Sunday, November 3, 2013

Obituary - Lou Reed

Lou Reed Obituary - Scanner zine
On Sunday 27 October 2013, founder of the VELVET UNDERGROUND and respected solo performer, Lou Reed, passed away at the age of 71 due to liver disease. He died at his home in Southampton, New York. In May 2013 he had a liver transplant and claimed on his website shortly after to be ‘bigger and stronger’ than ever.
Born Lewis Allan Reed on 2 March 1942 in Brooklyn, Reed’s parents (Toby and Sidney Joseph Reed) were Jewish and he grew up in Freeport, Long Island. He learned guitar from listening to the radio and made his recording debut on a single by Doo-Wop band The Jades in 1958.
Two years earlier, Reed, who was bisexual, went through electro-convulsive therapy. A method used to cure homosexual feelings, Reed went onto comment about the experience in the book, Please Kill Me and it also provided inspiration for his 1974 song, ‘Kill Your Sons’.
Come 1960, Reed was enrolled at Syracuse University studying journalism, creative writing and film directing. Displaying early signs of subversion - something his future work in VELVET UNDERGROUND in particular would be noted for - Reed was dismissed from the Reserve Officers’ Training Corps after reaching the status of Platoon Leader after he held an unloaded gun to his superior’s head. The following year he began hosting a late night radio show, playing Doo-Wop, Jazz and Free Jazz.
It was at Syracuse University that Reed discovered Delmore Schwartz - a poet who Reed studied under and who he called, "the first great person I ever met." Schwartz inspired some of Reed’s future work too, with ‘European Son’ from the VELVET UNDERGROUND’s first album being dedicated to Schwartz and in 1982, ‘My House’ was recorded as a tribute to Schwartz.
In 1964, Reed moved to New York City and became the in-house songwriter for Pickwick Records, scoring a minor hit with the single ‘The Ostrich’. Recorded as a mimicry of popular dance songs of the era, the song inspired the formation of a band history has come to overlook, but a band which became the nucleus of rock ‘n’ roll history - a band called THE PRIMITIVES. In this band was a Welsh man who had travelled to NYC to study music - one John Cale. Reed apparently already had an early version of ‘Heroin’ in his song-arsenal. Impressed, Cale and Reed’s partnership progressed.
Sharing an apartment on the Lower East Side, a guitarist named Sterling Morrison and a drummer named Maureen Tucker - both college friends of Reed’s - joined the band and so became VELVET UNDERGROUND.
From here, the rest is history that can be read in books, magazines, blogs and in film in any part of the planet. With Reed, the band recorded four classic albums, had close association with Andy Warhol and, whilst achieving little success during their tenure, went onto become one of the most influential bands of all-time, having big influence in the Punk scene, and more specifically the post-Punk scene and all the bands that splintered from that.
Reed quit VELVET UNDERGROUND in 1970, taking the decidedly un-Rock ‘n’ Roll job of a typist at his father’s accountancy firm. It was short-lived however as in 1971 Reed signed to RCA to record his self-titled debut album. A career spanning another 25 albums followed, including a reunion of the VELVET UNDERGROUND in 1993.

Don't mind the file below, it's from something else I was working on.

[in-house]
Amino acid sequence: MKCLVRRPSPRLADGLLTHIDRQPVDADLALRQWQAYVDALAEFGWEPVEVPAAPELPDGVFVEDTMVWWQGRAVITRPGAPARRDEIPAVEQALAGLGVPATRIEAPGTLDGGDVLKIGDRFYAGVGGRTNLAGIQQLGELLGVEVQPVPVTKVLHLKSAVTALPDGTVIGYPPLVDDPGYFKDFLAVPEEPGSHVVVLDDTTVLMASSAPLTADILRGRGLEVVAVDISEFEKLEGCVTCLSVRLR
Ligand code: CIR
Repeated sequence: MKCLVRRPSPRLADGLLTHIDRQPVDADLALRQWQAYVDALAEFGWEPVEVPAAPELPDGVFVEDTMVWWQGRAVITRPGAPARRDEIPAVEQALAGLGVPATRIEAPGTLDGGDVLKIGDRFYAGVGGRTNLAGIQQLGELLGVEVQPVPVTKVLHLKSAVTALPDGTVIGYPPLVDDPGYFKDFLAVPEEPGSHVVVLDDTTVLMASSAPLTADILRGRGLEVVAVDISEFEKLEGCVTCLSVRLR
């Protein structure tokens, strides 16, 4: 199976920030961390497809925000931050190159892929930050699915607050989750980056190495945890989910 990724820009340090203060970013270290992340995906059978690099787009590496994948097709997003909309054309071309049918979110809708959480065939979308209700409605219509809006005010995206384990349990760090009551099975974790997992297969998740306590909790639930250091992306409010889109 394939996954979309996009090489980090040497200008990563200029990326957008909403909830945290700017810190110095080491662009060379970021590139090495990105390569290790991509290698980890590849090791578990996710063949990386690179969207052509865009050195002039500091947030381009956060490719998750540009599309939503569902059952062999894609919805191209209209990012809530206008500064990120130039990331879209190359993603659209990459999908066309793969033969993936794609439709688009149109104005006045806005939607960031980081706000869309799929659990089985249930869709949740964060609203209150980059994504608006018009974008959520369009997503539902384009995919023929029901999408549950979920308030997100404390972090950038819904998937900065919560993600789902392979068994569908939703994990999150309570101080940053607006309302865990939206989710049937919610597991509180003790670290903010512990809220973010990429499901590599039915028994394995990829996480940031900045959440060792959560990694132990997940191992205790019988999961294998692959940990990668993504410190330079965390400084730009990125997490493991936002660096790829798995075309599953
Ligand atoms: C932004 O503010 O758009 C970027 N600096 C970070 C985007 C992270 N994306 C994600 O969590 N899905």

As stated, Reed’s history from the VELVET UNDERGROUND onwards is easily accessible to anyone who wants to read it. I am not going to suggest I was Reed’s biggest fan - far from it in fact. I only own three VELVET UNDERGROUND albums (and that includes the live set ‘MCMXCIII’ recorded in Paris when the band reformed and is highly recommended), and of Reed’s solo work, I have about six or seven. I never saw the man live, although seriously considered seeing him in the early 90s when he seemed to go through a bit of a creative high with the excellent albums ‘New York’ from 1989 and 1992’s ‘Magic And Loss’.
No doubt Reed will be remembered chiefly for his work in the VELVET UNDERGROUND, to the wider public for the hit single ‘Walk On The Wild Side’ and thanks to the film, Trainspotting, ‘Perfect Day’ which was also recorded by a star-studded line-up for the Children In Need charity.
Two solo albums define his career, ‘Transformer’, his second solo album, released in 1972 is considered to be the classic of his solo career and features both of those tracks. Conversely, ‘Metal Machine Music’ is a double album and is considered by many as one of the worst albums ever, consisting only of guitar feedback and guitar noise. I’ve never heard it - and don’t really want to. 
However, the follow-up to ‘Transformer’, 1973’s ‘Berlin’ is for me, Reed’s musical masterpiece. It’s a concept album, based around a doomed couple and takes its themes from drug use, depression, domestic violence, prostitution and suicide. It’s a heavily orchestrated album and, as you can imagine, a sombre album but one that gets better with age. It has also been playing while I write this.
In more recent years, Reed played for Pope John Paul II at the Great Jubilee Concert in Rome 2000, while the following year incorrect reports of his death from a drug overdose surfaced. 2003 and 2006 saw books of Reed’s photography published while 2008 saw him debut a new band that would become known as METAL MACHINE TRIO.
In 2011, Reed released his final album, a rather ill-received job that was recorded with METALLICA.
Reed is survived by his wife, Laurie Anderson, who he married in 2008.

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